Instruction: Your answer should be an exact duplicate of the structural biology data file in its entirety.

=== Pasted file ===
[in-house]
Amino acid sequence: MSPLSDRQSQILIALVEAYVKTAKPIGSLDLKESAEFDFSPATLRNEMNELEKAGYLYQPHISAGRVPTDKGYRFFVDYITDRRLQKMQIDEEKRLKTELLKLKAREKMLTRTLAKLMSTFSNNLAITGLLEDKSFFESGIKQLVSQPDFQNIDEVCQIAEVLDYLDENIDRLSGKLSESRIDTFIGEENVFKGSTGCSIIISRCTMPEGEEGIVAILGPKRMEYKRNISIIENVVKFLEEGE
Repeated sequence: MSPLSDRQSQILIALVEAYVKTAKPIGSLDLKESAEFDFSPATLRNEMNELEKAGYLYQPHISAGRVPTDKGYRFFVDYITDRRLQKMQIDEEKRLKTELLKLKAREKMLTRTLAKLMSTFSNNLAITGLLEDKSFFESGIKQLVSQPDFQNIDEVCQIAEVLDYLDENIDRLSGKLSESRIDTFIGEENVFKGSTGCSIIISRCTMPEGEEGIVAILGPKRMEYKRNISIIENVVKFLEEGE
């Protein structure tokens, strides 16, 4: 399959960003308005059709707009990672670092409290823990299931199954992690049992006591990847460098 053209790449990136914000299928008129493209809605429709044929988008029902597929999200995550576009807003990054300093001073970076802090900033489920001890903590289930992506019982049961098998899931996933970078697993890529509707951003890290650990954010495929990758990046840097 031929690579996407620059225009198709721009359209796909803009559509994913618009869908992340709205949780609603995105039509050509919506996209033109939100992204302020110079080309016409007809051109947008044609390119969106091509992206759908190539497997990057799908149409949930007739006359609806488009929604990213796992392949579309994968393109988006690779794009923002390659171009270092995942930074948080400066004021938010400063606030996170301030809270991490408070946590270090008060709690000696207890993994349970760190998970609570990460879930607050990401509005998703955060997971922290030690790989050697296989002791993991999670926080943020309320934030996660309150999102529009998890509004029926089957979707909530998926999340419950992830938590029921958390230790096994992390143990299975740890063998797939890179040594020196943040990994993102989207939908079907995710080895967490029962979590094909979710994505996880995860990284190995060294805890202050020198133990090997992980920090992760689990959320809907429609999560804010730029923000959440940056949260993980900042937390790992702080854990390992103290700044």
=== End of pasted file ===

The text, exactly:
[in-house]
Amino acid sequence: MSPLSDRQSQILIALVEAYVKTAKPIGSLDLKESAEFDFSPATLRNEMNELEKAGYLYQPHISAGRVPTDKGYRFFVDYITDRRLQKMQIDEEKRLKTELLKLKAREKMLTRTLAKLMSTFSNNLAITGLLEDKSFFESGIKQLVSQPDFQNIDEVCQIAEVLDYLDENIDRLSGKLSESRIDTFIGEENVFKGSTGCSIIISRCTMPEGEEGIVAILGPKRMEYKRNISIIENVVKFLEEGE
Repeated sequence: MSPLSDRQSQILIALVEAYVKTAKPIGSLDLKESAEFDFSPATLRNEMNELEKAGYLYQPHISAGRVPTDKGYRFFVDYITDRRLQKMQIDEEKRLKTELLKLKAREKMLTRTLAKLMSTFSNNLAITGLLEDKSFFESGIKQLVSQPDFQNIDEVCQIAEVLDYLDENIDRLSGKLSESRIDTFIGEENVFKGSTGCSIIISRCTMPEGEEGIVAILGPKRMEYKRNISIIENVVKFLEEGE
């Protein structure tokens, strides 16, 4: 399959960003308005059709707009990672670092409290823990299931199954992690049992006591990847460098 053209790449990136914000299928008129493209809605429709044929988008029902597929999200995550576009807003990054300093001073970076802090900033489920001890903590289930992506019982049961098998899931996933970078697993890529509707951003890290650990954010495929990758990046840097 031929690579996407620059225009198709721009359209796909803009559509994913618009869908992340709205949780609603995105039509050509919506996209033109939100992204302020110079080309016409007809051109947008044609390119969106091509992206759908190539497997990057799908149409949930007739006359609806488009929604990213796992392949579309994968393109988006690779794009923002390659171009270092995942930074948080400066004021938010400063606030996170301030809270991490408070946590270090008060709690000696207890993994349970760190998970609570990460879930607050990401509005998703955060997971922290030690790989050697296989002791993991999670926080943020309320934030996660309150999102529009998890509004029926089957979707909530998926999340419950992830938590029921958390230790096994992390143990299975740890063998797939890179040594020196943040990994993102989207939908079907995710080895967490029962979590094909979710994505996880995860990284190995060294805890202050020198133990090997992980920090992760689990959320809907429609999560804010730029923000959440940056949260993980900042937390790992702080854990390992103290700044």